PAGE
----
Kandy to Ella

You must take the train they said, it's such a beautiful journey they said.

Over six hours to do a three-and-a-half hours car journey (at least  by Sri Lankan standards) I thought.

But they were not wrong.

If there is a list of things to do as a backpacker, it is take the train from Kandy to the small traveller's town of Ella in the teardrop island of Sri Lanka. A journey within a journey. We were hardly off the beaten track, seeing as walking out to the station platform, there were many others looking like us with backpacks. We were all in the same boat, or better said, train.

There are some experienced travellers that get all snotty about being on the beaten track, about how they boast about doing things that most others don't do. I can see the line they are trying to reason down, but I am an experienced traveller, I have been to lots of places that lots of people have only dreamed or merely thought about, and I was more than happy to be in that train and beating that track with a big stick with them all. Those who read here often will know that writing here is all about the journey, about moving forward and going places, that is what is important. On a track or not, where your mind takes you. (So I walk)

Apart from the Lake and tea museums and plantations to visit, I found it hard to relate to why there were so many tourists intermingled in to a contrast of the seemingly tranquil community bustle of the town of Kandy. Once you start heading out along the tracks and further in to a subtefuge of green, you ask the same question once again, and again after every kilometre you chug further up and in.

Tall trees lace the slopes of rolling hillsides, coconuts a plenty as if bobbing on a sea of green. You almost take for granted how many of them there are dotted around the country until you see wave after wave of them, much like the oceans and their mesmerising rises and falls of heaving blue mass.

Our slow blue caterpillar or millipede full of admiring passengers moved deeper in, each one of us a foot on its snaking body hanging out windows and sitting in open doorways. Spearhead leaves with purple undersides prevail. Bracken and large fir leaves immediatly took me back to my scouting days constructing makeshift bivouacs in the forests and moors of northern England. Speckled flowers and buttercups thrown in like spices to enhance the recipe.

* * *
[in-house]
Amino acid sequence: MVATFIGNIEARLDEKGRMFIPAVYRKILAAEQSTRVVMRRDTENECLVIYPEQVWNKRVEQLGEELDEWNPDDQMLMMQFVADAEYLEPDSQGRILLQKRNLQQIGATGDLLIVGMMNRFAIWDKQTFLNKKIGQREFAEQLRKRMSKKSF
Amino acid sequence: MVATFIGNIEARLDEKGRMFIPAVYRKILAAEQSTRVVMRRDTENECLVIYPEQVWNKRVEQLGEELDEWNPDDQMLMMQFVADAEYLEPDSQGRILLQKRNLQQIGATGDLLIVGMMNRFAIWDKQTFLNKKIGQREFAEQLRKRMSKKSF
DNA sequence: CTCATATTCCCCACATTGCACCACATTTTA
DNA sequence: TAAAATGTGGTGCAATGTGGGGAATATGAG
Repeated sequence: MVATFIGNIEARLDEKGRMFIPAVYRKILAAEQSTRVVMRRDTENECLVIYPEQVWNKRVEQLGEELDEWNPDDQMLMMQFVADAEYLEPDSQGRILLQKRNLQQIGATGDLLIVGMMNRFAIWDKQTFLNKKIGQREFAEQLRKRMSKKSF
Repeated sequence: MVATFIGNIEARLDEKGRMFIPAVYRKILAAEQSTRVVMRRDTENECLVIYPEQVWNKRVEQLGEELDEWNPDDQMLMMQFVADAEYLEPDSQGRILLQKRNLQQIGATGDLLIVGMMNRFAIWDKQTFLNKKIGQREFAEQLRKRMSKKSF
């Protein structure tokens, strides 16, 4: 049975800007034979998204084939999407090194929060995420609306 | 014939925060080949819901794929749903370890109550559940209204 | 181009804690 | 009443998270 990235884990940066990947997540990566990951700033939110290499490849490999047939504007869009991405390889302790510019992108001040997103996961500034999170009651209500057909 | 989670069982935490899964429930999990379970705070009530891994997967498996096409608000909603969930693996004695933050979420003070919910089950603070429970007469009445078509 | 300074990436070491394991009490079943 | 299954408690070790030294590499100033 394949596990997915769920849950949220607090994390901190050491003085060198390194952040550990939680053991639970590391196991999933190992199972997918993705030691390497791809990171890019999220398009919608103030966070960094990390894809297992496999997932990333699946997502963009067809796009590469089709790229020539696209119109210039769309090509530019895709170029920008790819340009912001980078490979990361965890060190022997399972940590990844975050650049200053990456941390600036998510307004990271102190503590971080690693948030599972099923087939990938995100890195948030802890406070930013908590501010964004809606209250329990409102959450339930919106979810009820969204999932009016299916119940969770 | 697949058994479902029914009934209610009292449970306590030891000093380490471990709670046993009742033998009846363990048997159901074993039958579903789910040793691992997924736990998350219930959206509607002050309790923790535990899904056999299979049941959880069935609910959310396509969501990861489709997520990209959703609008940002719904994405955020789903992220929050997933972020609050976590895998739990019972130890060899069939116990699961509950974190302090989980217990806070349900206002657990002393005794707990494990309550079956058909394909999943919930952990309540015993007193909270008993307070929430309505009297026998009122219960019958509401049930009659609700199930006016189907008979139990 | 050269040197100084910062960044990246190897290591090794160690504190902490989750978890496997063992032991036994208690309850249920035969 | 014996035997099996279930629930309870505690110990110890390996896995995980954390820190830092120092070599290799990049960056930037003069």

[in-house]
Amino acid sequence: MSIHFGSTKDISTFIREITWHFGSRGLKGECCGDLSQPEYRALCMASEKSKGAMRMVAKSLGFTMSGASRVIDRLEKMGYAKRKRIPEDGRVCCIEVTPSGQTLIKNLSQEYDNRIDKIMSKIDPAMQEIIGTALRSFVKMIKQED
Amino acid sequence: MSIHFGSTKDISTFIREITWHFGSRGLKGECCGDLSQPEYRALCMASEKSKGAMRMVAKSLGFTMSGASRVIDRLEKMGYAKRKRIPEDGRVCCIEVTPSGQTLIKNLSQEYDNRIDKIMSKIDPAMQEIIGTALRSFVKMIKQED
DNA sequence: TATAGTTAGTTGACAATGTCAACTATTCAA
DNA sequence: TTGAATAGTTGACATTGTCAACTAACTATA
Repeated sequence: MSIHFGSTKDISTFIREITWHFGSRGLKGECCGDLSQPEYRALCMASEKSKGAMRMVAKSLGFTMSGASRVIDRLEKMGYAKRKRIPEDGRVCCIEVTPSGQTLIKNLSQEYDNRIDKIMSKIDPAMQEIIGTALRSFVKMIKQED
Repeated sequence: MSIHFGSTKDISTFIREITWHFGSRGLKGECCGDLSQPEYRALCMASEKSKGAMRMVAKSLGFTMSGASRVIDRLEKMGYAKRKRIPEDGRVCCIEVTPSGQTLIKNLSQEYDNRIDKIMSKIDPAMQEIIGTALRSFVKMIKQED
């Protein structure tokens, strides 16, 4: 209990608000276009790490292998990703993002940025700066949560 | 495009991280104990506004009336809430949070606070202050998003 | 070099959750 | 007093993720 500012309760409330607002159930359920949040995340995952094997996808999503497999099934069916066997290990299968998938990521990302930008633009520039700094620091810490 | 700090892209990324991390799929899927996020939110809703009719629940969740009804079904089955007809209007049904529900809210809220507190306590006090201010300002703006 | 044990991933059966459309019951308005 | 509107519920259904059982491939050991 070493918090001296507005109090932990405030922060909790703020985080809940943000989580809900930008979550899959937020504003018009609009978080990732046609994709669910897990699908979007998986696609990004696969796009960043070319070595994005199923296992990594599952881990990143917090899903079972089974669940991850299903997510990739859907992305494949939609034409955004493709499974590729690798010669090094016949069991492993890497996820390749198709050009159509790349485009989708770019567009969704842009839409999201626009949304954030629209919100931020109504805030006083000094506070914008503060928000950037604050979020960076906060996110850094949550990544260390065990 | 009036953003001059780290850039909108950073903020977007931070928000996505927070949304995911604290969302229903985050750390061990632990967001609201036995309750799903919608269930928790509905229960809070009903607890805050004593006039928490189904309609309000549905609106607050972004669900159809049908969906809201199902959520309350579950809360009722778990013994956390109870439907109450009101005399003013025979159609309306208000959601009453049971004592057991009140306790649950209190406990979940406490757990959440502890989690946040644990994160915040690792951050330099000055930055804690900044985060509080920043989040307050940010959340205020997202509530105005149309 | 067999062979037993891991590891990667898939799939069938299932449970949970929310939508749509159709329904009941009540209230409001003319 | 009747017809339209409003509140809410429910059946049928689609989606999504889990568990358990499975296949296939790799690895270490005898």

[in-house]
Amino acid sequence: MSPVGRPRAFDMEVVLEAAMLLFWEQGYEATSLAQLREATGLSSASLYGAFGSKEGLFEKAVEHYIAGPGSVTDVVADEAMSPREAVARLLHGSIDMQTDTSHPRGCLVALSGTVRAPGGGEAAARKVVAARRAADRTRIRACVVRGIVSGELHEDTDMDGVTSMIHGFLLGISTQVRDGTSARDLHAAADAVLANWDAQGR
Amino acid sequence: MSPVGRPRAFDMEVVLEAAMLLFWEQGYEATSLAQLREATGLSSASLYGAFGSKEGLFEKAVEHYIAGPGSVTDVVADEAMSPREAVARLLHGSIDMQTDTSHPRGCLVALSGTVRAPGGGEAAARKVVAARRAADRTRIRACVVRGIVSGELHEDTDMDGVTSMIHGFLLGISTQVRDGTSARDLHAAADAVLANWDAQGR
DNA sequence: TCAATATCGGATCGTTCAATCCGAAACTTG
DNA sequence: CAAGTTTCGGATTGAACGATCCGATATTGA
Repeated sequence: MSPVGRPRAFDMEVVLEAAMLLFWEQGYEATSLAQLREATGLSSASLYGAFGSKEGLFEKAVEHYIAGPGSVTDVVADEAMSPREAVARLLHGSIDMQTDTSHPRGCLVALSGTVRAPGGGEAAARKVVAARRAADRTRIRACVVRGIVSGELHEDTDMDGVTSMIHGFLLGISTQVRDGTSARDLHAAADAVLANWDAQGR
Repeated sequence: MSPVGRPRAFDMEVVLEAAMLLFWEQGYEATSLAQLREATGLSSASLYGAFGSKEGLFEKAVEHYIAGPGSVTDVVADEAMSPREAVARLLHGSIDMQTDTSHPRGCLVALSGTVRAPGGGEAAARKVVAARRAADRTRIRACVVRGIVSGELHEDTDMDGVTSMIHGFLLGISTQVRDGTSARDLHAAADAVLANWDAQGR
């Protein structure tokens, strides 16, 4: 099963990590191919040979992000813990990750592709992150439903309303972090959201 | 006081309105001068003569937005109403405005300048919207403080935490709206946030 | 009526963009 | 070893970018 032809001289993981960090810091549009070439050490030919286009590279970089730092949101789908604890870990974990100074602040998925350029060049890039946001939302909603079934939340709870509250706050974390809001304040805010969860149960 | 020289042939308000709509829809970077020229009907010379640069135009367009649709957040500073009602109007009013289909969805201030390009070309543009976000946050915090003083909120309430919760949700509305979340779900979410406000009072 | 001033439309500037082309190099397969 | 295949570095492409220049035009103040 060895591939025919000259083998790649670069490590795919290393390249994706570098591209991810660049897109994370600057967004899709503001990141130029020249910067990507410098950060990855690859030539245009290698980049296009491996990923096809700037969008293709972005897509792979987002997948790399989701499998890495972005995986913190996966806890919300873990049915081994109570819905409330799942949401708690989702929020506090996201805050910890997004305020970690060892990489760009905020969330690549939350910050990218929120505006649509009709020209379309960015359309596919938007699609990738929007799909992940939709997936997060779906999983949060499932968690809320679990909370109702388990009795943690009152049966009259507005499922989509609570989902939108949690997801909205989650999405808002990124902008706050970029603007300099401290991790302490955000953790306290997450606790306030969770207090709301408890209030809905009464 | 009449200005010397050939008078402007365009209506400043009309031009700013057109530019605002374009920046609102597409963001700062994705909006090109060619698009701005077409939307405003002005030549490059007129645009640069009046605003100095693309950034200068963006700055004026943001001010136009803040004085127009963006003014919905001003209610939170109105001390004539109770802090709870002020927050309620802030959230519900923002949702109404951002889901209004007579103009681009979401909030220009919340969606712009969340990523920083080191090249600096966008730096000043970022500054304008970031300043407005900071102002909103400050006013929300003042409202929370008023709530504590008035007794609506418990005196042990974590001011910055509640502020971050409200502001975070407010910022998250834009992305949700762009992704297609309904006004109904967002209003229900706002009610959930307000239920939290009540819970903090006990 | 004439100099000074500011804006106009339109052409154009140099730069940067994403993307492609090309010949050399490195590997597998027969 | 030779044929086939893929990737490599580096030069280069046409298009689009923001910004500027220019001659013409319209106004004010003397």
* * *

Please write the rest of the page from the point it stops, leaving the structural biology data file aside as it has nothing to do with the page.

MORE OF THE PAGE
From nature life you add people life. Contrary to the destructive side of the human race that is so much more evident to us as of late, these beings mingle effortlessly yet productively. They stop their tea leaf picking and hoeing and digging of the fertile earth to wave at us as we pass. Those hanging from trees pause to watch the caterpillar pass by with respect. At the same time they all are saying bon voyage, but making sure there is a message of respect gained back for what they do so well on that land.

Chug, chug along. Hoot of the steam horn. On we go.

A large white Buddha sits calmly sticking out of the trees, a beacon in the early morning forest mist as we move higher. Then the real rove of tea fields spreads out before us, green carpets managed by the busy bees of tea pickers. Ram-shackled buildings and homes of small villages mix effortlessly with bright, immaculately painted ones. Rusty, corregated iron along with terracotta tiles sit in and out of the green. As the train slows even more, you can almost reach out and shake the hands of more waving local folk as the train tracks cling to their houses. Home in to their welcoming living rooms for a cup of cha and a friendly chat.

Pulling in to stations on the way, garden-like and flowery in appearance where more travellers and locals board, the former with backpacks with zips and straps, the latter with any-which-way packs with strings and tape. Street sellers with their baskets brimming with fresh snacks, poking their heads through the carriage windows. Voices harrying and averting like as if coming down from a cloud.

Arrive in Ella and it doesn't finish there. But your backpack on and walk through the colourful town to your homestay. Spend the next few days walking for miles around, up peaks and trails and down railtracks like you are in the movie Stand By Me. Hear the chug and hoot from afar on the hillside, edging its way closer. Step aside and wave at the next caterpillar that passes you this time.

There is such a mix of ingredients that come together to see one solid landscape, a main course to fill your belly. It is much like how the mix of nationalities of the travellers on this train are together for the same thing. As I write I have the inspiration always of the Jatiluwih rice fields in Bali hanging on my living room wall, a special place I hold so dearly and vividly in my mind (Colour my life in green). Wherever we go around the world, we just need to make sure we are a digestible part of this stunning being.

All that was missing was David Attenbrough's calming tone of narration to what was one of the most satisfying 6-hour nature documentaries I have lived through. Yes, that's right, not just see, but live.


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